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UK govt urged to fix detention time for ‘ghost people’

REUTERS | EMMA BATHA
Published : Nov 11, 2016, 6:15 am IST
Updated : Nov 11, 2016, 6:15 am IST

Britain is locking up stateless people for long periods even though there is nowhere they can be deported to, campaigners, lawyers and academics said on Thursday as they called for a strict time limit

Britain is locking up stateless people for long periods even though there is nowhere they can be deported to, campaigners, lawyers and academics said on Thursday as they called for a strict time limit on detention.

Stateless people, sometimes referred to as “legal ghosts”, are not recognised as nationals by any country. As such they are deprived of the basic rights most people take for granted.

European Network on Statelessness (ENS) estimates several hundred stateless people are living in “hidden misery” in Britain. Many were subject to “prolonged and pointless detention” as no country would accept them, said ENS director Chris Nash.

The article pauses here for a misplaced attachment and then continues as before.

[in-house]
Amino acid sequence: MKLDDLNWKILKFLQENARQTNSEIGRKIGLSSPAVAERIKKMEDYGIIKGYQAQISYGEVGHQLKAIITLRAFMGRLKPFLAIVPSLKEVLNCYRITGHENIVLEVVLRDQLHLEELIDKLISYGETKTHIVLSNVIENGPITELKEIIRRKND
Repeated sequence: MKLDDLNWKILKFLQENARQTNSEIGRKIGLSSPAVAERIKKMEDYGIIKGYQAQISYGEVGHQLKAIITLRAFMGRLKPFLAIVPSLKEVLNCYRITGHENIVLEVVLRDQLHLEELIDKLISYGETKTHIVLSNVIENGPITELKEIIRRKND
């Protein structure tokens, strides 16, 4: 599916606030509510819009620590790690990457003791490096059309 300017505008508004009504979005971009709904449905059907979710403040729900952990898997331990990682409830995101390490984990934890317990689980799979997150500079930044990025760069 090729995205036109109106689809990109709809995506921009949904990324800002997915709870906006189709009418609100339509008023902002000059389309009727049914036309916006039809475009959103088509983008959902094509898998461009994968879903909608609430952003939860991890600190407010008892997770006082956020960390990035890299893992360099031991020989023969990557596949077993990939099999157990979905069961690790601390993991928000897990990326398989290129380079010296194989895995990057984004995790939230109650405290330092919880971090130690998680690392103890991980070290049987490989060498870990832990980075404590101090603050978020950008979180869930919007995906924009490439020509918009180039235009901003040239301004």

A report on Thursday said Britain was the only EU country without a set time limit on immigration detention and called for the introduction of a 28-day limit.

One Sahrawi man told researchers that he had spent a total of nearly four years locked up, having been detained eight times in 18 years.

Sahrawis originate from the disputed region of Western Sahara, annexed by Morocco in 1975.

Figures show 108 stateless people were detained in Britain last year — up from 17 in 2009, the report said. It added the actual number was higher as some stateless people were recorded as being of “unknown nationality” or from countries which did not recognise them.

The Home Office could not comment on individual cases but said no one was held indefinitely.

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